1
$\begingroup$

I have to integrate $\int \sqrt{\frac{1+x}{1-x}}$ using $x = \cos(u)\Rightarrow dx = -\sin(u) du$

My attempts: $$\int \sqrt{\frac{1+x}{1-x}}dx=\int \sqrt{\frac{(1+x)(1-x)}{(1-x)(1-x)}}dx=\int \frac{\sqrt{1-x^2}}{1-x}dx=\int \frac{\sqrt{1-x^2}}{1-x}dx$$ $$\int \frac{\sqrt{\sin^2(u)}}{1-\cos(u)}( -\sin(u))du=\int \frac{-\sin(u)^2}{1-\cos(u)}du=\int \frac{-(1 - \cos^2(u)) }{1-\cos(u)}du$$ , someone could help because i block here because i don't get the same resultat with this website

$\endgroup$
2
$\begingroup$

$$\int \frac{\sqrt{\sin^2(u)}}{1-\cos(u)}( -\sin(u))du=\int \frac{-\sin^2(u)}{1-\cos(u)}du=\int \frac{-(1 - \cos^2(u)) }{1-\cos(u)}du$$ $$\int \frac{-(1 - \cos(u))(1 + \cos(u)) }{1-\cos(u)}du=-\int (1 + \cos(u)) du=-u-\sin u+C$$

Can you replace the value of $u$ by using $\cos u =x$

$\endgroup$
8
$\begingroup$

$$\frac{1+\cos u}{1-\cos u}=2\cot^2\left(\frac{u}{2}\right).$$ So your integral is $$\int\sqrt{\frac{1+x}{1-x}}\, dx=-\sqrt{2}\int \sin u \cot\left(\frac{u}{2}\right) \, du=-2\sqrt{2}\int \cos^2 \left(\frac{u}{2}\right)\, du$$ Here we are using $\sin u =2\sin \left(\frac{u}{2}\right)\cos \left(\frac{u}{2}\right)$. Now once again we can write $2\cos^2 \left(\frac{u}{2}\right)=1+\cos u$ to complete the integral.

$\endgroup$
7
$\begingroup$

Try this-

$$\int\sqrt{\frac{1+x}{1-x}}dx=\int\frac{1+x}{\sqrt{1-x^2}}dx=\int\frac{1}{\sqrt{1-x^2}}+\frac{x}{\sqrt{1-x^2}}dx$$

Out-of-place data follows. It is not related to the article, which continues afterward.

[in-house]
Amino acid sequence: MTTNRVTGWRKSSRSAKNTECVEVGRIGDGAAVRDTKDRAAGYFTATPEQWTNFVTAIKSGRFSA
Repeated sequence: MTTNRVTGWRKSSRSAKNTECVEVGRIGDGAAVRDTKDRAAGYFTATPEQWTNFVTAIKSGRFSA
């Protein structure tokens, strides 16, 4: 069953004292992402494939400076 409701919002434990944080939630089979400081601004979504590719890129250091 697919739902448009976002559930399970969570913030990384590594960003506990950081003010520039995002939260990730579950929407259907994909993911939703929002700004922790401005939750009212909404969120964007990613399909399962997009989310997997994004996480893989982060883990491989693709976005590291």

The first integral is $\arcsin x$ and the second is evaluated by substituting $u=x^2\implies du=2xdx$

$\endgroup$
3
$\begingroup$

Substitute $$t=\sqrt{\frac{1+x}{1-x}}$$ then we get $$x=\frac{t^2-1}{t^2+1}$$ $$dx=\frac{4t}{(t^2+1)^2}dt$$

$\endgroup$
  • $\begingroup$ i said using $x = cos(u)$ $\endgroup$ – KEVIN DLL Sep 30 '18 at 18:46
3
$\begingroup$

There are many ways, and a natural temptation is to exploit the fact that $g(z)=\frac{1-z}{1+z}$ is an involution, $g(g(z))=z$. In particular $$ \int\sqrt{\frac{1+x}{1-x}}\,dx = \int \frac{dx}{\sqrt{g(x)}}\stackrel{x\mapsto g(z)}{=}\int\frac{g'(z)\,dz}{\sqrt{z}}\stackrel{z\mapsto u^2}{=}2\int g'(u^2)\,du =4\int\frac{du}{(1+u^2)^2}$$ and the last integral is elementary. By partial fraction decomposition or IBP $$ \int\frac{du}{(1+u^2)^2}=C+\frac{1}{2}\left(\frac{u}{1+u^2}+\arctan u\right) $$ and now it is enough to substitute $u=\sqrt{g(x)}$ in the RHS.

$\endgroup$

Your Answer

By clicking “Post Your Answer”, you agree to our terms of service, privacy policy and cookie policy

Not the answer you're looking for? Browse other questions tagged or ask your own question.